I think taking breaks to clear your head and take pictures and try to gain a fresh perspective and maybe to pray a little are a WAY better choice than killing your kid, wish they seem determined to push you into sometimes ...

  5. Holy cow, that took my breath away. I'm still a parent to little ones (9 and 7) and am not looking forward to those days to come in the future.

    I can tell you ARE a great parent. Keep up your good, hard work. Sometimes, I do believe, we have to let go of the ones we love the best.

  6. It must be agonizing to hope that one you love this much will remain alive through his terrible choices long enough to come out on the other side to wisdom and insight.

    And, I have no words to add here other than to tell you I understand that you are anguished, angry, and fearful.

    If I can help? I will be there for you.

  7. Hi Beth,
    So sorry its been rough. You seem like an awesome mom and lady. Keep up the good work and stay strong! I am not looking forward to going through that with my boys!
    Sending hugs and prayers your way!

  8. Beth, I have always said that in raising one son and three daughters, my son has made me "grow" the most. Challenges, yes, many, but he really made me THINK about issues. It was hard - but the fact that we always did communicate helped. He wouldn't just tell me what I wanted to hear ... and his truth was often very hard to hear. So learning to advise and then let him deal with his choices is what I call tough love and as long as no physical harm was apparent I struggled to do it. Still, here we are years later and he is 30, fine and healthy, but I am still dwelling on the choices I made in those parenting years and wondering if he wishes I had done it differently. You've made me decide to have that conversation with him and if I can come away with any insights I think might help you, I will share them for sure. It is a hard place to be, I know. I hope you'll continue to feel free to spill it out to all those who can let you lean on them or dry a tear or two. Your goodness has been easy to see and I know he has a bunch of it deep down inside too ... he's just not in a place to share that with his parents right now.

  9. Beth,

    I have no idea what you are going through, I just want to tell you that I love you and I am thinking of you.


  10. i am not there yet in parenting experience - only enduring gray hair from potty training refusal...but i did want to say that you are in my thoughts and heart. i can only imagine how difficult this must feel. take good care, beth. xx s

  11. Beth, I can only speak from my own experince at that age. I thought I knew it all, and now nearing thirty, I realised my dad was always right and I most certainly was wrong. You are a amazing parent, because you care. I am so sorry that you are being put through this as it is soul distroying. Your love will shine though on him yet.Keep going.I wish I could help more, and I am sorry that someone has written a comment to pour more darkness in your thoughts, obviously a coward being annonemous. (cant spell)but thinking hugs for you.....Claire.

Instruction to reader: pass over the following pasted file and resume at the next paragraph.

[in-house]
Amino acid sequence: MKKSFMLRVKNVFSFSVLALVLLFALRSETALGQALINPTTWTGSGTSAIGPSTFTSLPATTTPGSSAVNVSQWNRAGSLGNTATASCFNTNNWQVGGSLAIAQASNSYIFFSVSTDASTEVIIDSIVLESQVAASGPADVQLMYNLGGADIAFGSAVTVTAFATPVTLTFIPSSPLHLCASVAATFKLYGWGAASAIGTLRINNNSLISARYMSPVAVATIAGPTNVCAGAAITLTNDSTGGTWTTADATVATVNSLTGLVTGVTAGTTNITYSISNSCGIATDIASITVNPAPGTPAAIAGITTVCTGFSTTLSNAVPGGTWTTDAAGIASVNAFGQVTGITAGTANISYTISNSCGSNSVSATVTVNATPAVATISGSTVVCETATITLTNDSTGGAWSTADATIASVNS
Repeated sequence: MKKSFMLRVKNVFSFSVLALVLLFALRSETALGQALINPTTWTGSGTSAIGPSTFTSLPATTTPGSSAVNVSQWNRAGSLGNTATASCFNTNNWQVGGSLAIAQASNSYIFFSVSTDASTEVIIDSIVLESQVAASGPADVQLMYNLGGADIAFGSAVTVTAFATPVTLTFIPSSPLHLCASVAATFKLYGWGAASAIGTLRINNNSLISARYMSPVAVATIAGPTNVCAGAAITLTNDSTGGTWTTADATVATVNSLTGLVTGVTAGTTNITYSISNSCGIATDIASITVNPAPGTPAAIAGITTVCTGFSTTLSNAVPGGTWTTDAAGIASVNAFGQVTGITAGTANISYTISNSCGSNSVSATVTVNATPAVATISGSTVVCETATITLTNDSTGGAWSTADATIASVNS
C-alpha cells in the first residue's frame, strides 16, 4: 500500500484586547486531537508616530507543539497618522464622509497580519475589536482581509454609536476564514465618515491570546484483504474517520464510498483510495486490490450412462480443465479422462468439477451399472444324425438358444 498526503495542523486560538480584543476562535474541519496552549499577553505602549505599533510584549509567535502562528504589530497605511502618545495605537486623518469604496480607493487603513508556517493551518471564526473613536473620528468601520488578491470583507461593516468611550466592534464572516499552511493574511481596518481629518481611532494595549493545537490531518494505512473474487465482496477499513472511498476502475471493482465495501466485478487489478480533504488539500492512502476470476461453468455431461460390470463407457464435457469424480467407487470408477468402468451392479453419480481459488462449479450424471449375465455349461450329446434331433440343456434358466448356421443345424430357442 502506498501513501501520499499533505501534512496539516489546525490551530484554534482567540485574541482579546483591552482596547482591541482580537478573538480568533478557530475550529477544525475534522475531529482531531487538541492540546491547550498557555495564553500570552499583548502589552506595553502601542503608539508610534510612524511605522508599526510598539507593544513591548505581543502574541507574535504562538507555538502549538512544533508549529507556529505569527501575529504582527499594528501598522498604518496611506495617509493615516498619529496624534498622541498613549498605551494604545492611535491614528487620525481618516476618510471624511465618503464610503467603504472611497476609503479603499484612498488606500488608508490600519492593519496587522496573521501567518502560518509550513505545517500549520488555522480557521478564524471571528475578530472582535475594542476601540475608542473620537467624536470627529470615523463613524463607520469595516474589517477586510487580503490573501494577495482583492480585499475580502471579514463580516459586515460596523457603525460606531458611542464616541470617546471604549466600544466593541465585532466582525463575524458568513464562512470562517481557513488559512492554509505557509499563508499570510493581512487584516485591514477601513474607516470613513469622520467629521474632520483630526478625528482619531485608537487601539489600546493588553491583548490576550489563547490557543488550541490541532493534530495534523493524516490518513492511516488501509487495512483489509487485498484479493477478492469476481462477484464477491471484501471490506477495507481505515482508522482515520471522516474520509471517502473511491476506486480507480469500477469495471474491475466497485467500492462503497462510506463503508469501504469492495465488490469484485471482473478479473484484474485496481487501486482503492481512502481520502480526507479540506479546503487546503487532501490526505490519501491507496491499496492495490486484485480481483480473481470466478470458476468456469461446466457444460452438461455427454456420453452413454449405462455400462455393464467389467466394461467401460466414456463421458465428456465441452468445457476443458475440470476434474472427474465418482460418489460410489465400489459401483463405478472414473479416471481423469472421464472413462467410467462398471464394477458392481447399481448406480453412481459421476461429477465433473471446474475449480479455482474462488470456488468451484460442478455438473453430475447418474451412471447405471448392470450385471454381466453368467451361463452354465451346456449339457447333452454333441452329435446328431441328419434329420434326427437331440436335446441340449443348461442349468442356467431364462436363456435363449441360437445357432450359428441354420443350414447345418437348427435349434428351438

12. You're spying on me, yes? Did you hear me screaming just last week about the same thing? And how I declared emphatically that I would not be defeated at the one thing of which I've devoted myself, tirelessly and entirely? Because, I hear you loud and clear. Our son is seventeen and this has by far been the biggest challenge since natural childbirth!I hope, like natural childbirth,it ends in a humorous survival story that I will be proud to tell ad nauseam. (Hugs)

  13. Sorry to hear you got a crummy comment....

    Like Cam said, I haven't a clue what you must be going through...my oldest is only 6 1/2!

    Offering only comfort and a supportive *ear*...


  14. beth your words are so tender and tough to read ..it is very hard...teenage years are so much more of a challenge than younger years but you never really understand until you are standing knee deep in the "not so grown up yet think they are " phase...my daughters are 17 and 21 and oh the the tales I could share but will just nod and affirm you for trying to do the best you can one step at a time...blessings my friend..elk

  15. I read this nodding my head, knowing what you're going through and at the same time not knowing... each of us experience our children's growing pains differently, and yet the anguish is the same, yes? The caring, the unknowing if the steps we are taking are the right ones.

    My daughter will be 18 this year, and I have aged tremendously these last two summers. She is now my loving girl again, but for a while, it was "hey! whose this?" (Though I do not kid myself that there are still a LOT more bumps and bruises along the way.)

    I've had a chance to peek at your archives (nosy, nosy, me!) and I see an amazing woman, who will get her and her son through this.


  16. gawd beth, were you channeling me today? i have about had it with my 26 year old today..we have a joint checking account cuz she has managed to f* up her creditability with the bank and this past mont, all the debits have been restaurant, fast food, gas and bars...no bills paid..i am just ready to puke! ugh!! AND SHE TELLS ME SHE HAS EVERYTHING UNDER CONTROL..really what about your medical bills from various doctors and hospitals for your kidney stones that havent been paid cuz you dont have medical insurance? need i go on...ugh!! children they are a life sentence.....

  17. Instead of giving you comfort and suggestions to help with parenting, I sit here worried that one day I will be thinking the same things. My daughter is only 13 and is still sweet and loving, but I see the change that comes with the territory of parenting a teen. They want to be independent; they want to be adult.... Yet, they aren't.

    I know someone who has given in to a 16 or 17-year-old daughter for several years because it could be "worse." I'm afraid that once they get their way, they continue to push and push to get more.